The cross of Jesus did not just happen; He came for the very purpose of dying as our atoning sacrifice. The cross is indispensable. Our Creator took on Himself flesh and suffered and died. God ‘laid on Him the iniquity of us all’. ‘He bore our sins in His own body on the tree’; ‘And He Himself is the propitiation for our sins, and not for ours only but also for the whole world.’ ‘He died, the Just for the unjust, that He might bring us to God:’ The Bible makes so much of the Christ crucified, because it reveals the very heart of God. The hymn expresses this well:
It is a thing most wonderful,
Almost too wonderful to be
That God’s own Son should come from heaven
And die to save a child like me.
– William Walsham How
Jesus is the Lamb slain before the foundation of the world – so the gospel of Christ has been in God’s heart throughout eternity. Christ’s sacrifice for our sins is our only means of salvation. All the blessings of God come through Jesus and Him crucified. Four times the New Testament tells the story of the death of Christ and, though sparing the detail, these narratives are weighty in their theology. Therefore any preaching or doctrine which is not embedded in the cross is bound to lead us astray.
In reality, to fail to proclaim the cross is to be a traitor to the gospel.
A Definite Conclusion
If Christ and Him crucified is true, then the only conclusion is that we, like Paul, will be determined to know nothing else. My responsibility is not to tickle the ears of listeners by fancy thoughts, stories or jokes. Let others be political if they wish. Let others rummage for new ideas or controversies, which may even hit the headlines of the Christian press. Let others charm their hearers and become ‘pleasers of men’. Jesus commanded us to proclaim to the nations and our neighbours four basic truths: His sufferings, His resurrection, repentance and forgiveness of sins2. C.S. Lewis said, ‘I didn’t go to religion to make me happy. I always knew a bottle of port would do that. If you want a religion to make you feel really comfortable, I certainly don’t recommend Christianity.’
Message by message I want to pave the way to the cross and use words and every fibre of my being to point people to the One who suffered and died on Calvary’s cross and is now risen and alive. We need to explain to all the hidden work of Christ: that He bore our sins in His own body on the tree – He died as the sin-bearer, and substitute for sin. I plead that we return to evangelistic preaching. This gospel needs to be proclaimed regularly from our pulpits, in our pedestrian precincts, from bandstands in parks, in our Zoom events and through gospel literature. Christians enjoy expositions, but we are deluding ourselves if we think that we are fulfilling the Great Commission simply by ‘feeding the sheep’. The Great Commission is not about discussing theology or the latest Christian book over a latte. It is about proclaiming Christ, snatching the lost from fire and saving them3. And who knows, it may be that the Lord will work with us as we do4.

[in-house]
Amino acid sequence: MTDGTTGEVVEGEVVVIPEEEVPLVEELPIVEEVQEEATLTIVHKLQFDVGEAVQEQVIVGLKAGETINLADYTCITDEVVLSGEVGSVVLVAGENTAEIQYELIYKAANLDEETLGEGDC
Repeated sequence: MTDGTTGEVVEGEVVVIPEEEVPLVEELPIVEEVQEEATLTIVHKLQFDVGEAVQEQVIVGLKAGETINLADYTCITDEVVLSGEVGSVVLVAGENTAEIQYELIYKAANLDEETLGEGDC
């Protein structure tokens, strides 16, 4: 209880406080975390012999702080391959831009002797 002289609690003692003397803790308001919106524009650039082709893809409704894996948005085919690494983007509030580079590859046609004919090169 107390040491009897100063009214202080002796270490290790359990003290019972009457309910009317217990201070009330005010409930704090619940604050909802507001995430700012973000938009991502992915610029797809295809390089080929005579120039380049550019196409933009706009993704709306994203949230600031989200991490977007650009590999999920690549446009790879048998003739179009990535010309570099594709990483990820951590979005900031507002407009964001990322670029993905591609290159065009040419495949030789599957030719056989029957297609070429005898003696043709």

As God’s servants, we are to make much of Christ and Him crucified. Mr. Spurgeon was 21 years old when he said, ‘Calvary preaching: Calvary theology, Calvary books, Calvary sermons! These are the things we want. And in proportion as we have Calvary exalted and Christ magnified, the gospel is preached.’ Of course there are different styles of preachers, and varying personalities will present truth in a variety of ways; but as David Larsen expressed it, ‘No two violinists will play a symphony exactly the same, but the brilliance and genius of the composer will be set forth by the faithful artist. This is the task of the gospel proclaimer: to process and package the truth of the evangel for listeners of our time.’5 Praise the Lord for great communicators, but my prayer is for more gospel preachers. Let us be determined to know nothing but Jesus Christ and Him crucified.
Roger Carswell works full-time speaking to students and adults about the believability of the Christian faith and its relevance to the modern world. He is married to Dot and they have four children.
- 1 Corinthians 2 v. 2
- Luke 24:46&47
- Jude 23
- 1 Samuel 14:6
- David Larsen in ‘The Evangelism Mandate’ published by Baker